Just as all great events at Kitchen Street turn out damp and jam packed, Getintothis’ Amaan Khan saw Roy Ayers and his band follow the tradition with their fiery jazz.
In with a loud hit of the snare, like a bang on the door to a great night, ‘the godfather of neo-soul’ Roy Ayers and his band kicked off the tight jams that would see us through the night.
The venue was already brimming with a crowd that had soaked up a clear sun, beer, pizza, No Fakin DJ‘s seasoned mixes and an altogether lively atmosphere at the venue’s courtyard party before the main act even came on.
So when Roy Ayers and his band brought on their Ray Charles with a modern boogie sounds, the warmed up crowd offered their best moves from the get go.
Truly, the show was as much of the band’s as it was of Ayers’, as they interwove bass, drums, keys and electronic vibraphone through seamless and extended jams that seem to take a song and morph it into something different entirely.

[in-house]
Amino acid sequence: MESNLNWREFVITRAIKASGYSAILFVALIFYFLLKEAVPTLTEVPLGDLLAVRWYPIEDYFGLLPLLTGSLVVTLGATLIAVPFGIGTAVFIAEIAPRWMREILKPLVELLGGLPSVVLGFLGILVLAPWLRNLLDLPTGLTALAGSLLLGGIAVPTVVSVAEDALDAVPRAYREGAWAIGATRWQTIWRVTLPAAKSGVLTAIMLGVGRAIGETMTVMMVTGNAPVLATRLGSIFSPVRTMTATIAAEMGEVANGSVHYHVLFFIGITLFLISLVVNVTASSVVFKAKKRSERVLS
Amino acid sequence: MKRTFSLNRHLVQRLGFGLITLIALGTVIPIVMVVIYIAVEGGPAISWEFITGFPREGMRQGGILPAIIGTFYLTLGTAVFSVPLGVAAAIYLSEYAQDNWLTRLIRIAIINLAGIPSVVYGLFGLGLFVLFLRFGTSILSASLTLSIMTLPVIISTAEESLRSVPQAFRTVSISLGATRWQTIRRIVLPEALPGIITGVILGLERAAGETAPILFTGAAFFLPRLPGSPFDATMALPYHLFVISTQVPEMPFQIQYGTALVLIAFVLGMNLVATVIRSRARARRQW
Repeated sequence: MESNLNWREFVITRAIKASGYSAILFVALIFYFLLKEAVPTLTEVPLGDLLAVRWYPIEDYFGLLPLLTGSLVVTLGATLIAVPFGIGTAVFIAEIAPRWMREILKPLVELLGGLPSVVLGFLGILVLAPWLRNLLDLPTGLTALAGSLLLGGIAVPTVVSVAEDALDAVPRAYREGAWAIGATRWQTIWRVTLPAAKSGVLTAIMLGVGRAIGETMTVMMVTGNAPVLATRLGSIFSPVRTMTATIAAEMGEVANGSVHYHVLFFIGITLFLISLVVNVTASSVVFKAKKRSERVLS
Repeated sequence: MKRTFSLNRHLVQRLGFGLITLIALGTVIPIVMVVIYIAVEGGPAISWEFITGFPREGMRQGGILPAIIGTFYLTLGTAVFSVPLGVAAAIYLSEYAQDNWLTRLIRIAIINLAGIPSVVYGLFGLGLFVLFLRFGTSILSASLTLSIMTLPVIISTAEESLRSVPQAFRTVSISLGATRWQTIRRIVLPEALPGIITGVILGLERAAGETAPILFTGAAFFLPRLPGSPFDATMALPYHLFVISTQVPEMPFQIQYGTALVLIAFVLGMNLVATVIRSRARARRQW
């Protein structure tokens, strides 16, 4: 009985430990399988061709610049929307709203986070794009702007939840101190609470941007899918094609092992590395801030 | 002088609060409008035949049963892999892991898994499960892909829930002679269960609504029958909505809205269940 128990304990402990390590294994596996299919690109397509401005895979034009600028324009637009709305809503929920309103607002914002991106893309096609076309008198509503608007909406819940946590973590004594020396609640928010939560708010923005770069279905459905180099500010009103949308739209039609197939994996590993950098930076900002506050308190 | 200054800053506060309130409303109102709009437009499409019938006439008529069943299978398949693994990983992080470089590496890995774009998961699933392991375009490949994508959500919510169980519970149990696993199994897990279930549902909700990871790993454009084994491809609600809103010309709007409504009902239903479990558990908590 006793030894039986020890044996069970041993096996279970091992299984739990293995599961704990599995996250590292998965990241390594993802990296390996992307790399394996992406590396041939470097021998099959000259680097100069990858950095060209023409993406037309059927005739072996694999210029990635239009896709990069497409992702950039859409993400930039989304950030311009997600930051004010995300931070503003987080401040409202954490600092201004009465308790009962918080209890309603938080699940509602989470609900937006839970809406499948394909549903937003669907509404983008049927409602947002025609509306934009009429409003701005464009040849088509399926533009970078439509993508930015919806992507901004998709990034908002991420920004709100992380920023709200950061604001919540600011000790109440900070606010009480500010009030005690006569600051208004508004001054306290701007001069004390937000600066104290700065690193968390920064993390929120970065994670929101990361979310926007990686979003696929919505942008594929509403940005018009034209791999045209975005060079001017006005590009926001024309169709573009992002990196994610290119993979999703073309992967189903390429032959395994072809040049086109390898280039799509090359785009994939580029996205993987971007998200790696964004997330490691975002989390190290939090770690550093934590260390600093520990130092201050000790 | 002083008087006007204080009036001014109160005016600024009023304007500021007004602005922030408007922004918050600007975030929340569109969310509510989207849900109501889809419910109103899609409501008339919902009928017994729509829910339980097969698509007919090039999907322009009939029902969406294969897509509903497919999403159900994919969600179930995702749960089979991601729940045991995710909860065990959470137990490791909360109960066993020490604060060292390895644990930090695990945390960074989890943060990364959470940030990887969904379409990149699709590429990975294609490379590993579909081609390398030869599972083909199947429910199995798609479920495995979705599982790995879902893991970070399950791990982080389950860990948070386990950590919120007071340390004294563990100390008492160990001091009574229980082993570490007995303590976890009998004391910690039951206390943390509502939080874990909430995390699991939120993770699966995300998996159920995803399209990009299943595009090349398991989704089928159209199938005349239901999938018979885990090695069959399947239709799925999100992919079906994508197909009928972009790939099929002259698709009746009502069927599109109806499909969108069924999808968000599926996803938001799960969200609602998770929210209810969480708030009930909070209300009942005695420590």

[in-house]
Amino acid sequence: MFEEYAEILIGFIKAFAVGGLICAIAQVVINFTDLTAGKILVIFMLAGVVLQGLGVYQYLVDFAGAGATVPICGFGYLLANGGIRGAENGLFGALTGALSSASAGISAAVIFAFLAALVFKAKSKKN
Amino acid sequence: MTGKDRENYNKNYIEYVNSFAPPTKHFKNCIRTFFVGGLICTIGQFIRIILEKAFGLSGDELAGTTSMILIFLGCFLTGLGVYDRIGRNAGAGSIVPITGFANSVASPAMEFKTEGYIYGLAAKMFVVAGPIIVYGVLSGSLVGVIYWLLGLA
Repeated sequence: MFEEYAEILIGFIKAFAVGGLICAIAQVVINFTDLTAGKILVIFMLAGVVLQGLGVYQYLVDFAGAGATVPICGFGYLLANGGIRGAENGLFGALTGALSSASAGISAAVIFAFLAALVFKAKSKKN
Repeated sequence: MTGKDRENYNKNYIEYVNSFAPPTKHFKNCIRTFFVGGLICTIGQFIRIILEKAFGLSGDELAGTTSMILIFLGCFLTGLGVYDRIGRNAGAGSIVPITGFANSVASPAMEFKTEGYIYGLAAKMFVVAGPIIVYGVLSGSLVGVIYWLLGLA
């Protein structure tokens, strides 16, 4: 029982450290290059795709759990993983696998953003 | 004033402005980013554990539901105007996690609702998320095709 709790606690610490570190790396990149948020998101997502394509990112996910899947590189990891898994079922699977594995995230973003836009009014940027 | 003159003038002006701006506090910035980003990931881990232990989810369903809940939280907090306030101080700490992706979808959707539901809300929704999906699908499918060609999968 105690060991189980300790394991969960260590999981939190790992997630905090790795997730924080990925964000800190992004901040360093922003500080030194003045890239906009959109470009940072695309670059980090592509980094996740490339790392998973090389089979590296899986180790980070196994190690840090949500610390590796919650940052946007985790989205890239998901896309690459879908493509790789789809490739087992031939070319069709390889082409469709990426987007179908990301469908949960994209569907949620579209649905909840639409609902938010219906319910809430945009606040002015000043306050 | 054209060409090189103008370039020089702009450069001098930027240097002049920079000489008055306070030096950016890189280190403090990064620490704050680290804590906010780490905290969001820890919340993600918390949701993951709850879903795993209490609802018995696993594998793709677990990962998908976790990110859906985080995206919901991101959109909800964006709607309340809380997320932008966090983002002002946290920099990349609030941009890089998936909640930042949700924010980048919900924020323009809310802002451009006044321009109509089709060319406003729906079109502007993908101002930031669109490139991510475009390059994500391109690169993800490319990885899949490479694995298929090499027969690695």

This writer has an irrational problem with acts that sound the same every time and a noticeable love for improvisation and the night’s act fed that love with improvised setlist and jams extending to almost 20 minutes each time.
Kudos to Ayers‘ courage that he kicked-off with his strongest and most popular songs like Everybody Likes the Sunshine and Searchin’, thus setting high standards from the start. Intense music like that spends both performers and listeners alike, so when the band went into the jazz standard Autumn Leaves, a portion of the crowd decided to step out for a bit to take a respite from both the intense music and the room’s stuffiness, and that chilled instrumental felt oddly fitting between the intense work.
Without complying to the encore request, Roy Ayers bid adieu a very varied audience of locals and non-locals alike who went on to continue the party with the DJs and the courtyard vibes and basking in that summer happiness – courtesy of the promoters, the artists and the venue team.
Pictures by Getintothis’ Tom Adam.